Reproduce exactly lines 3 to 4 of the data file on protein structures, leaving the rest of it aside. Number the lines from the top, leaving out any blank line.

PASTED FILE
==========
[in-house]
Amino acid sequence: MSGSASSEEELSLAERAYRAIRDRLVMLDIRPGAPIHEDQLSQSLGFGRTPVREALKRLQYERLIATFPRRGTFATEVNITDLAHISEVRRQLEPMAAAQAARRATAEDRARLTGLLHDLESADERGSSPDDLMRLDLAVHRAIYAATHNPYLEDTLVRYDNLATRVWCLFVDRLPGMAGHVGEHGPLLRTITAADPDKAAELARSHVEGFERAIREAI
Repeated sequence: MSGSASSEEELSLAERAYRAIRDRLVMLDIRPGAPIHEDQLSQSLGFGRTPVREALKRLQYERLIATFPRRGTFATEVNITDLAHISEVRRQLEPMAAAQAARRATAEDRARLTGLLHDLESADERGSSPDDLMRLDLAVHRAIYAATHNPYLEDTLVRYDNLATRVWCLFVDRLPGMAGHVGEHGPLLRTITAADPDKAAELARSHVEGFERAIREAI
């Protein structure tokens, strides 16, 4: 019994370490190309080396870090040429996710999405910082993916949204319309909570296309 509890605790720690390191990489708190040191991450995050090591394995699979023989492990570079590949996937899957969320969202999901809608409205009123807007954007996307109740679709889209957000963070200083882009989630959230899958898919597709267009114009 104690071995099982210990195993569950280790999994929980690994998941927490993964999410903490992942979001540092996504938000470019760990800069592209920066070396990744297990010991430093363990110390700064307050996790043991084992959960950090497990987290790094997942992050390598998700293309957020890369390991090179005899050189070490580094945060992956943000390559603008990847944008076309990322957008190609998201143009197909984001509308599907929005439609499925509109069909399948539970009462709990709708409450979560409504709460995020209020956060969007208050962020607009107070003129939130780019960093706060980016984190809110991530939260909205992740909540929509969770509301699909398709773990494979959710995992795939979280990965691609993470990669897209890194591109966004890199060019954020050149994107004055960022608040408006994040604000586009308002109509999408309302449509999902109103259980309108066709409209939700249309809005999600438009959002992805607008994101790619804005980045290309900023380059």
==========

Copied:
Repeated sequence: MSGSASSEEELSLAERAYRAIRDRLVMLDIRPGAPIHEDQLSQSLGFGRTPVREALKRLQYERLIATFPRRGTFATEVNITDLAHISEVRRQLEPMAAAQAARRATAEDRARLTGLLHDLESADERGSSPDDLMRLDLAVHRAIYAATHNPYLEDTLVRYDNLATRVWCLFVDRLPGMAGHVGEHGPLLRTITAADPDKAAELARSHVEGFERAIREAI
């Protein structure tokens, strides 16, 4: 019994370490190309080396870090040429996710999405910082993916949204319309909570296309 509890605790720690390191990489708190040191991450995050090591394995699979023989492990570079590949996937899957969320969202999901809608409205009123807007954007996307109740679709889209957000963070200083882009989630959230899958898919597709267009114009 104690071995099982210990195993569950280790999994929980690994998941927490993964999410903490992942979001540092996504938000470019760990800069592209920066070396990744297990010991430093363990110390700064307050996790043991084992959960950090497990987290790094997942992050390598998700293309957020890369390991090179005899050189070490580094945060992956943000390559603008990847944008076309990322957008190609998201143009197909984001509308599907929005439609499925509109069909399948539970009462709990709708409450979560409504709460995020209020956060969007208050962020607009107070003129939130780019960093706060980016984190809110991530939260909205992740909540929509969770509301699909398709773990494979959710995992795939979280990965691609993470990669897209890194591109966004890199060019954020050149994107004055960022608040408006994040604000586009308002109509999408309302449509999902109103259980309108066709409209939700249309809005999600438009959002992805607008994101790619804005980045290309900023380059």